The Difference Between Benign and Malignant Tumors | Revere Health

Tumors are swollen masses in parts of the body caused by an abnormal growth of tissue. Certain tumors, such as “solid tumors” (a tumor that doesn’t contain any liquid or cysts, and includes sarcomas, carcinomas and lymphomas), can be either benign or malignant. Do you know the difference?

Malignant Tumors

 

Malignant tumors are cancerous. They divide without control and invade other tissues nearby. They can also spread to other parts of the body through the blood and lymph systems. Forms of malignant cancer include:

  • Carcinoma: begins in the skin or tissues in internal organs
  • Sarcoma: begins in bone, fat, cartilage, muscle, blood vessels or other connective tissues in the body
  • Leukemia: malignancy that begins in bone marrow or other blood-forming tissue, causing abnormal cells to enter the bloodstream
  • Lymphoma and multiple myeloma: begin in cells of the immune system
  • Central nervous system cancers: malignancies that begin in the spinal cord or brain tissues
Destruction of leukaemia cell
Treatments for malignant tumors includes chemotherapy, radiation therapy and immunotherapy, plus any other individual treatments your doctor may prescribe.

 

Benign Tumors

 

A benign tumor is a non-cancerous tumor. This means the tumor does not invade nearby tissue or spread in the body, and is therefore much less risky. However, certain benign tumors can still pose health risks and require treatment.

There are several types of benign tumors:

  • Adenomas: commonly seen as colon polyps, adenomas begin in the epithelial tissue of a gland
  • Fibromas: tumors of fibrous or connective tissue, capable of growing in any organ but common in the uterus
  • Hemangiomas: a buildup of blood vessel cells in the skin or internal organs, commonly seen as birthmarks that go away on their own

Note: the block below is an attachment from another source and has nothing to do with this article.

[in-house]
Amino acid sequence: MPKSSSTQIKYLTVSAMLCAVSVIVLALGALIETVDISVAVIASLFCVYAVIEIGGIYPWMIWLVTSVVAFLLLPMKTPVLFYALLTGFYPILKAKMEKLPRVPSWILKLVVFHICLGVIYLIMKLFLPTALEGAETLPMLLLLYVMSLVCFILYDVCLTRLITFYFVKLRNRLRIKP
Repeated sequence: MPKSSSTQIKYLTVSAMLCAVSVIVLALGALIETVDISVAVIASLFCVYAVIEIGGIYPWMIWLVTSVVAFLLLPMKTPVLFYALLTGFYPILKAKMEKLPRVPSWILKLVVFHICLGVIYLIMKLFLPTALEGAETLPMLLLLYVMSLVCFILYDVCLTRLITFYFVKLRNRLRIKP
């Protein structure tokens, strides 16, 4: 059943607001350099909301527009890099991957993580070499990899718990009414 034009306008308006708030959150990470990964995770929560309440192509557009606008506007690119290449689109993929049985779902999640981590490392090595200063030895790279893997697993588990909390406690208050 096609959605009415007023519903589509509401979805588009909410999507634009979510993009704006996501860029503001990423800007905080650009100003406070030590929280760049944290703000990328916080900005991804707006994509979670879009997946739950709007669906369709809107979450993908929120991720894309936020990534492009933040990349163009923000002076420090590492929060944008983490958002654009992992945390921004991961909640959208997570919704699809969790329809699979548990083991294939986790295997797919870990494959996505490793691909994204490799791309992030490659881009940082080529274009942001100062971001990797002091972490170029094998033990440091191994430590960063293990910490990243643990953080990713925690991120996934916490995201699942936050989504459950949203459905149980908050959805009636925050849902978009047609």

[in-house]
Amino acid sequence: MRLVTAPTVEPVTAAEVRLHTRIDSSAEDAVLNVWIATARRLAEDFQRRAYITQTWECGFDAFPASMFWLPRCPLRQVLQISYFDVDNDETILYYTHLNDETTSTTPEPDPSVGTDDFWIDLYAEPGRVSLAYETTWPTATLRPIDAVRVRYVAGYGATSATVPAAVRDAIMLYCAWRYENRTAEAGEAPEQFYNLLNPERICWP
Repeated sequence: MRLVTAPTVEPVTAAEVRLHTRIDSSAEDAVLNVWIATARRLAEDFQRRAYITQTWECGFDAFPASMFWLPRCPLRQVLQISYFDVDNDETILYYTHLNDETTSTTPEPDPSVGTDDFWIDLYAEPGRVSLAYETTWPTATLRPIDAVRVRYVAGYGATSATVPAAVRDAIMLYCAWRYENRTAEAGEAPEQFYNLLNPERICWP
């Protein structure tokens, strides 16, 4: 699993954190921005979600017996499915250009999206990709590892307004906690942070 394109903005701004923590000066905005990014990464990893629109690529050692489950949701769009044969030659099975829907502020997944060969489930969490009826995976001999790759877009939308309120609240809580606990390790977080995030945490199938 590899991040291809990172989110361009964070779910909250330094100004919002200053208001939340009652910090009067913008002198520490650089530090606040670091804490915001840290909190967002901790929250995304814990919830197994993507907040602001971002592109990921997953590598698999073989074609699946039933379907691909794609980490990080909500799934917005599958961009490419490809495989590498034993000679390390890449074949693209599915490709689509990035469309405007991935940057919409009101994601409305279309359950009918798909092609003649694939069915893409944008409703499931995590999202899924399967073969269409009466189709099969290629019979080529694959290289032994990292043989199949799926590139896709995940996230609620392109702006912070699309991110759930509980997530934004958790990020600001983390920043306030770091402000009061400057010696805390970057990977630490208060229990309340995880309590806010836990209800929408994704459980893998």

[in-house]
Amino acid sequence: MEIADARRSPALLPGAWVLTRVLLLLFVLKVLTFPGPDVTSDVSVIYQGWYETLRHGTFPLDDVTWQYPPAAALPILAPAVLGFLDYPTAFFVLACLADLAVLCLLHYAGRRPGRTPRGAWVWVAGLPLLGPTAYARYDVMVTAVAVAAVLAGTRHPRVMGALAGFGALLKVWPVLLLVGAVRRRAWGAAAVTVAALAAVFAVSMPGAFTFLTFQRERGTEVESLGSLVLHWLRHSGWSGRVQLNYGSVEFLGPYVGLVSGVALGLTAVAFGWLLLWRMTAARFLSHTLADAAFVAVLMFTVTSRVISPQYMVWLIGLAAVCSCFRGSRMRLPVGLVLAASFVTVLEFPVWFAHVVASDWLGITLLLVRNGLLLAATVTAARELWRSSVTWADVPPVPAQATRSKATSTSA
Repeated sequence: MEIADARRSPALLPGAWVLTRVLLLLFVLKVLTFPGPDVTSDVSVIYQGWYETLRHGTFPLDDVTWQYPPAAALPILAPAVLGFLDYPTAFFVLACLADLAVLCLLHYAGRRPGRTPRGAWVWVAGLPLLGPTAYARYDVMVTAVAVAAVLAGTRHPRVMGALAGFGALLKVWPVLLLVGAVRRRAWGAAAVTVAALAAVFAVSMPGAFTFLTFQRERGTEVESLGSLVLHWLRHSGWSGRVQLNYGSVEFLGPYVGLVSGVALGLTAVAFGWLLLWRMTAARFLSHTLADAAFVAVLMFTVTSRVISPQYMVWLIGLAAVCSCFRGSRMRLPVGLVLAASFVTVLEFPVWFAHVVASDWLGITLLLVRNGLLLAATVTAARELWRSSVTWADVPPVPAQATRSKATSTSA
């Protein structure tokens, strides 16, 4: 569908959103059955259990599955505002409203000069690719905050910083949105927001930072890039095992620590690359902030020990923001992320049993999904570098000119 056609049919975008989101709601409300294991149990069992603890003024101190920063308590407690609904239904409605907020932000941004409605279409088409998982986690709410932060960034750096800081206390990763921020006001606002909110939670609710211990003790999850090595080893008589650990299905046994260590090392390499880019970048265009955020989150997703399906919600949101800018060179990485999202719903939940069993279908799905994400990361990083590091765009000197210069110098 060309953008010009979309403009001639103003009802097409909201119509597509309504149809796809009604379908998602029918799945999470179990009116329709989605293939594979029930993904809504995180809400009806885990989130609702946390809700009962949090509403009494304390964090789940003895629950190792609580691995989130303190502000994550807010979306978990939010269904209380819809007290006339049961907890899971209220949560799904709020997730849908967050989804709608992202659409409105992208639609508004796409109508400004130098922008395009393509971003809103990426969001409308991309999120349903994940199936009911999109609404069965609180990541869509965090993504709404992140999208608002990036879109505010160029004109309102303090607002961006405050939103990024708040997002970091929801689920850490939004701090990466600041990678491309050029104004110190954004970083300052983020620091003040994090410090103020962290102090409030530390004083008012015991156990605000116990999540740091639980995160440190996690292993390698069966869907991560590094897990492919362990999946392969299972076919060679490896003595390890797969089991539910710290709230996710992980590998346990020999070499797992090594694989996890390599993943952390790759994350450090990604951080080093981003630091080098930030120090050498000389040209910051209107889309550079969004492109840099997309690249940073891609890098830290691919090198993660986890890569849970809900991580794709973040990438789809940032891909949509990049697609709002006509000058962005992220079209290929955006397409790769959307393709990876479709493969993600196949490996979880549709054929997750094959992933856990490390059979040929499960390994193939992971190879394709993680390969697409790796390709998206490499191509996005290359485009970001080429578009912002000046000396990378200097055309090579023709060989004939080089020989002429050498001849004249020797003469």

• Lipomas: tumors that grow on fat cells
  • Meningiomas: tumors that develop from the membrane surrounding the brain and spinal cord—some forms of these can be malignant, though around 90 percent are benign
  • Myomas: tumors that grow from muscle
  • Nevi: moles on the skin
  • Neuromas: tumors that grow from nerves
  • Osteochondromas: the most common type of benign bone tumor
  • Papillomas: finger-like frond tumors that grow from epithelial tissue—these can also be malignant.

 

 

Causes of benign tumors include:

  • Genetics
  • Diet
  • Stress
  • Toxins: exposure to radiation or other environmental toxins
  • Inflammation or injection
  • Trauma or injury to a specific area

 

 

Many cases of benign tumors don’t require treatment, and doctors will monitor the tumor to make sure it doesn’t cause problems. If symptoms are becoming an issue or threatening other organs, surgery may be required to remove the tumor. In some cases, medications or radiation therapy might be used as well. Your doctor will help determine the best course of action for you.

*Note: No two cancer cases are alike. None of the statements herein are designed to suggest a “one size fits all” approach, and each case will be evaluated individually.

 

 

We provide the latest in cancer treatment and technologies, and work with you to determine the best treatment options at any stage of your treatment. 

 

 

Sources:

 

“‘Malignancy’ definition.” National Cancer Institute Dictionary of Cancer Terms. https://www.cancer.gov/publications/dictionaries/cancer-terms?cdrid=45771

“‘Solid tumor’ definition.” National Cancer Institute Dictionary of Cancer Terms. https://www.cancer.gov/publications/dictionaries/cancer-terms?cdrid=45301

“Benign Tumors.” WebMD. http://www.webmd.com/a-to-z-guides/benign-tumors-causes-treatments#1

 

 

This information is not intended to replace the advice of a medical professional. You should always consult your doctor before making decisions about your health.

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